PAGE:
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Jianhua Xu, Lynsie Morris, Steven J. Fliesler, David M. Sherry, Xi-Qin Ding; Early-Onset, Slow Progression of Cone Photoreceptor Dysfunction and Degeneration in CNG Channel Subunit CNGB3 Deficiency. Invest. Ophthalmol. Vis. Sci. 2011;52(6):3557-3566. doi: https://doi.org/10.1167/iovs.10-6358.
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© ARVO (1962-2015); The Authors (2016-present)
To investigate the progression of cone dysfunction and degeneration in CNG channel subunit CNGB3 deficiency.
Retinal structure and function in CNGB3−/− and wild-type (WT) mice were evaluated by electroretinography (ERG), lectin cytochemistry, and correlative Western blot analysis of cone-specific proteins. Cone and rod terminal integrity was assessed by electron microscopy and synaptic protein immunohistochemical distribution.
Cone ERG amplitudes (photopic b-wave) in CNGB3−/− mice were reduced to approximately 50% of WT levels by postnatal day 15, decreasing further to approximately 30% of WT levels by 1 month and to approximately 20% by 12 months of age. Rod ERG responses (scotopic a-wave) were not affected in CNGB3−/− mice. Average CNGB3−/− cone densities were approximately 80% of WT levels at 1 month and declined slowly thereafter to only approximately 50% of WT levels by 12 months. Expression levels of M-opsin, cone transducin α-subunit, and cone arrestin in CNGB3−/− mice were reduced by 50% to 60% by 1 month and declined to 35% to 45% of WT levels by 9 months. In addition, cone opsin mislocalized to the outer nuclear layer and the outer plexiform layer in the CNGB3−/− retina. Cone and rod synaptic marker expression and terminal ultrastructure were normal in the CNGB3−/− retina.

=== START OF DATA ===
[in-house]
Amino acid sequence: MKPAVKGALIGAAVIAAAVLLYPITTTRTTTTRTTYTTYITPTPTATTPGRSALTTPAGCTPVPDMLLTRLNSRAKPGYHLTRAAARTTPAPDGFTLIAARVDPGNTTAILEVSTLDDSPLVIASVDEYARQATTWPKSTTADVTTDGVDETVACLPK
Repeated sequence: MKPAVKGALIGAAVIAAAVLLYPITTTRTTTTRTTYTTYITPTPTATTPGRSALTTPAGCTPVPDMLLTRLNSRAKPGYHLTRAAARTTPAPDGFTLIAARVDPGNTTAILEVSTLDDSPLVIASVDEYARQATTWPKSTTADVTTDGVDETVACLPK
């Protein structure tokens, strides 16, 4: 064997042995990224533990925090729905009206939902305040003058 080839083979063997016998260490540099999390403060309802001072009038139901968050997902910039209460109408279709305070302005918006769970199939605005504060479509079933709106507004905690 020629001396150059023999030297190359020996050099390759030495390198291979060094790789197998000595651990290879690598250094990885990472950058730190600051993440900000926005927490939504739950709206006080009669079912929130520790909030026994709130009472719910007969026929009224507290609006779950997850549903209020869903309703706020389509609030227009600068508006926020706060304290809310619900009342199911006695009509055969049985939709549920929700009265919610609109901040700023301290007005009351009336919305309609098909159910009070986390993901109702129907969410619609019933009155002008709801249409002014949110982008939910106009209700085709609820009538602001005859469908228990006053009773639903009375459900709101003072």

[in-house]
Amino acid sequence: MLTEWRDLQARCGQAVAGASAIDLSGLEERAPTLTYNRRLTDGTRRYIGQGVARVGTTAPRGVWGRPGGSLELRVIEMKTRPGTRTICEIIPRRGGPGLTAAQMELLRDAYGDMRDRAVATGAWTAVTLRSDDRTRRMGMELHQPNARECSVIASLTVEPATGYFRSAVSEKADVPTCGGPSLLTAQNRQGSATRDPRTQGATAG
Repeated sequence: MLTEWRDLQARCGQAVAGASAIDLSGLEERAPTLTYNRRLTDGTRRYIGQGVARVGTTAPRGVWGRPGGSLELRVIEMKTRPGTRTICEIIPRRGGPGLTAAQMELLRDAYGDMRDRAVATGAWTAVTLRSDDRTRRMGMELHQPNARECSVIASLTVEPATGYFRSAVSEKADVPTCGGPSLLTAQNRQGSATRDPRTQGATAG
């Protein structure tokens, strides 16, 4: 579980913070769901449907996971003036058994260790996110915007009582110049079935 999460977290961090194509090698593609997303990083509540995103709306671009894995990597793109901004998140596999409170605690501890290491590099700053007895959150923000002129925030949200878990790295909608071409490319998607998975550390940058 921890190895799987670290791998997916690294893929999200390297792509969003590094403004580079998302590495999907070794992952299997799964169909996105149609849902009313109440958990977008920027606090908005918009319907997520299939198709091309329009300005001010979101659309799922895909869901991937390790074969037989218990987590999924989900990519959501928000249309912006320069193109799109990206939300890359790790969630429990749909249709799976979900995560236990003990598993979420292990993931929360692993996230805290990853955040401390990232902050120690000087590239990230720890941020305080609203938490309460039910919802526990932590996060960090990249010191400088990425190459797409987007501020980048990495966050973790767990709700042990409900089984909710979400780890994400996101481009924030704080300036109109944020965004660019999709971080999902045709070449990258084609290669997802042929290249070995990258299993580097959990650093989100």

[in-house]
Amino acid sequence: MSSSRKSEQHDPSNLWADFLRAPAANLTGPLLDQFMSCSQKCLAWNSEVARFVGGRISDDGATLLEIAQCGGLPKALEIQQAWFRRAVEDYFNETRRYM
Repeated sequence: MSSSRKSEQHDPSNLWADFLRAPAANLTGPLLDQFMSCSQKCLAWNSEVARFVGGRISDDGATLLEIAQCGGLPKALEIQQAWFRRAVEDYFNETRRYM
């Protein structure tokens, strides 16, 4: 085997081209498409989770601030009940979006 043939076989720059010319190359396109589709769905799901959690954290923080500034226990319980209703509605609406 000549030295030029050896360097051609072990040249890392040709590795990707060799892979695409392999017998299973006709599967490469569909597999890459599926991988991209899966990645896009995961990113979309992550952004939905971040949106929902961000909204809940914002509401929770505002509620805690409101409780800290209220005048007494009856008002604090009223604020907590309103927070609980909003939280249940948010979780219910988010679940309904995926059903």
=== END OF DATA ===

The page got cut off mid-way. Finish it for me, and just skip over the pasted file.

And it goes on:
These findings are consistent with an early-onset, slow progression of cone functional defects and cone loss in CNGB3−/− mice, with the cone signaling deficits arising from disrupted phototransduction and cone loss rather than from synaptic defects.
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